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S&P 500 Recovery Flounders, Offers Bears Another Signal as Virus Concern Turns Growth Risk

S&P 500 Recovery Flounders, Offers Bears Another Signal as Virus Concern Turns Growth Risk

John Kicklighter, Chief Strategist

S&P 500, Gold, Dollar Talking Points:

  • The blood letting eased in global risk trends, but the benchmarks for sentiment didn't commit to a recovery Wednesday
  • For the pace-setting S&P 500, a failed morning recovery left the largest 'upper wick' since 2015 and another troubling bear signal
  • Fears of economic falter are starting to keep pace with the crowded headlines around the most recent coronavirus counts

From An Effort to Stabilize, Another Troubling S&P 500 Signal

After two days of hard, global selling across risk-leaning assets, it seemed that the speculative masses were testing the waters for a rebound – and short of that, stability. As sentiment carried across the world from one session to the next, the selling winds in the US close kept Asia under pressure Monday. Yet, that fear-based charge seemed to let up around the European session and into the open of Wednesday’s trade on the New York Stock Exchange. Risk appetite wasn’t roaring, but it seemed enough to earn at least a speculative bounce that catered to the ‘buy the dip’ crowd that have been so prolific these past years. The rebound registered clearly in the major US indices, and the S&P 500 was attempting to slowly claw back lost ground. The effort stalled far too quickly though, with a slide from mid-day that would see yet another daily loss and the largest ‘upper wick’ or ‘tail’ in years. In fact, we haven’t seen an intraday reversal of this scale since August 2015 – making yet another point of comparison to that period of trouble after the worst three-day loss since that period.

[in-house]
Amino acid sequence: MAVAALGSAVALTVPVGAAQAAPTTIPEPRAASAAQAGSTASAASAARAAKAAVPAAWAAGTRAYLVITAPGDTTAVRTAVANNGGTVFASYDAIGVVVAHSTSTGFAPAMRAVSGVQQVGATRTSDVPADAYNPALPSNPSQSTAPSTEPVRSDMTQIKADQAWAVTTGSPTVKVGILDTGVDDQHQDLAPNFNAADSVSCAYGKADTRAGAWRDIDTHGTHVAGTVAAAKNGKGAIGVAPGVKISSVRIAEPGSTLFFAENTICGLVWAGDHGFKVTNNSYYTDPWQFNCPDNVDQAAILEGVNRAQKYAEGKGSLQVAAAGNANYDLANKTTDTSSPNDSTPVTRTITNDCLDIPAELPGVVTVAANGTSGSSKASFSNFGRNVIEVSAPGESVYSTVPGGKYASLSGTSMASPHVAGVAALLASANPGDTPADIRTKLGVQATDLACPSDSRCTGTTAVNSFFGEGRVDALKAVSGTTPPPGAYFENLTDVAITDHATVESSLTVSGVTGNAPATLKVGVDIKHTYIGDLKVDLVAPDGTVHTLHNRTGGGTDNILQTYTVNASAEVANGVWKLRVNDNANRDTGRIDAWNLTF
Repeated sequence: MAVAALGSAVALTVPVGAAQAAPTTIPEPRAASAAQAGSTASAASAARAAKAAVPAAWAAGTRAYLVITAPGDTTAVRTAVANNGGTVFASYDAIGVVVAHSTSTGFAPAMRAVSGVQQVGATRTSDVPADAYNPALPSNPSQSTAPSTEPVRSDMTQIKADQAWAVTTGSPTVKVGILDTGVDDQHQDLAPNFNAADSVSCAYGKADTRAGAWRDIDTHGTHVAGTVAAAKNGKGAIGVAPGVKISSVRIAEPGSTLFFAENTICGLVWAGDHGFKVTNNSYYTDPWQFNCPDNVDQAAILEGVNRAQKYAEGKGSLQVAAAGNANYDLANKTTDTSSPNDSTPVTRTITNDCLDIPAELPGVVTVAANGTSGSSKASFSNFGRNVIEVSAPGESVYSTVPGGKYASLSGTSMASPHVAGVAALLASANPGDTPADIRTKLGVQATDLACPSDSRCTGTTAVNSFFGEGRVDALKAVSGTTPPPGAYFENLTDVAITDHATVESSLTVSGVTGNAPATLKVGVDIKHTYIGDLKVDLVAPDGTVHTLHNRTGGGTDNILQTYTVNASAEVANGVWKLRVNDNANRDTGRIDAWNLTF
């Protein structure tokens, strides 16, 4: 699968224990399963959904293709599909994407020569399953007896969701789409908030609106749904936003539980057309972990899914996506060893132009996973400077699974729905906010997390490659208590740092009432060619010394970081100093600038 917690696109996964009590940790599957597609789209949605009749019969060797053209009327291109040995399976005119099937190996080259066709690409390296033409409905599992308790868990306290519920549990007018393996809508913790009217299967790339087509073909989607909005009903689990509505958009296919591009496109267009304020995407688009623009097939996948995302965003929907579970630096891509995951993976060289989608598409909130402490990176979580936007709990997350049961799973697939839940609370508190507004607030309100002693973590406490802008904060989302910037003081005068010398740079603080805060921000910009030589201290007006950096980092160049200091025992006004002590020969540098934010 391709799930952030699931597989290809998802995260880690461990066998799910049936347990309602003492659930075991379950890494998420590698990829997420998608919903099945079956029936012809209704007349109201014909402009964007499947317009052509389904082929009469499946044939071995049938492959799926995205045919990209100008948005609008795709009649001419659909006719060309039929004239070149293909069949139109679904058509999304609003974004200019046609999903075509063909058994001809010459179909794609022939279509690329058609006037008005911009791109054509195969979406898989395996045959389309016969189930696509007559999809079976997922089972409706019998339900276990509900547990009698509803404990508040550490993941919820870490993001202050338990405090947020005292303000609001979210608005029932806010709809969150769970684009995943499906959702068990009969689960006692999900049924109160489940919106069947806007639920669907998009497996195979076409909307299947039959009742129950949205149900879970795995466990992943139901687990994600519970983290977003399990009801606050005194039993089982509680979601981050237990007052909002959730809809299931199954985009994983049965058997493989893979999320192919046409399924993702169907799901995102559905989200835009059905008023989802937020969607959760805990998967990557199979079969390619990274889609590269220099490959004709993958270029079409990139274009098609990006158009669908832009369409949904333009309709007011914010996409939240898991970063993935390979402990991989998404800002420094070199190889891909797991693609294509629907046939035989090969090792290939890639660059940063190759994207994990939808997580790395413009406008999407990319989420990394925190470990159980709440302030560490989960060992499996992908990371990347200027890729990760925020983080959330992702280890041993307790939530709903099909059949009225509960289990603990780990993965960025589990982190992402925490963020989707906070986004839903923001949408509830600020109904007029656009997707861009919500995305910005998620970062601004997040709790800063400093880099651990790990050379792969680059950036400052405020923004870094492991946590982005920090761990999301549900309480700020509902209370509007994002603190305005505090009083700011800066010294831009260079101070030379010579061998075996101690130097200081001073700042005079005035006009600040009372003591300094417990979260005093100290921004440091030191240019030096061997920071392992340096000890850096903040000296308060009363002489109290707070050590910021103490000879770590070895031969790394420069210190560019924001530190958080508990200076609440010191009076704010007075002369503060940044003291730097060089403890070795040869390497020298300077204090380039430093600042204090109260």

Chart of S&P 500 with Daily Wicks (Daily)

Chart of S&P 500 and Techncal Tails

Chart Created on Tradingview Platform

The question of conviction is increasingly important. That may seem obvious and even pedantic; but I’m not referencing trend, rather the market’s propensity to respond more willingly and intensely to bullish or bearish developments. There remains a strong correlation among risk-leaning markets even if they are not committed to unchecked momentum. Yet, the effort to leverage any and every favorable development into a full scale rally is noticeably lacking through progress. It is possible that there remains a level of discount at which the appeal for ‘buying the dip’ would be simply too great, but we don’t seem to have hit that threshold yet. The further we fall on benchmarks like the SPX, the greater the threat to the sanctity of a bullish default. In the meantime, contrarian readings like the retail CFD positioning behind this particular benchmark reflect a heavy shift towards holding to the status quo. It is difficult to say whether fundamental theme collapse, critical technical barrier breach or a sudden liquidity flush will signal the ultimate collapse; but keep tabs on the broader market.

Data provided by
of clients are net long. of clients are net short.
Change in Longs Shorts OI
Daily -14% 21% 3%
Weekly 9% -7% -1%
What does it mean for price action?
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Chart of S&P 500 Positioning by CFD Traders at IG (Daily)

IG Retail CFD CLient Positioning in S&P 500

Chart Created at DailyFX

Economic Trouble and the Options to Fight It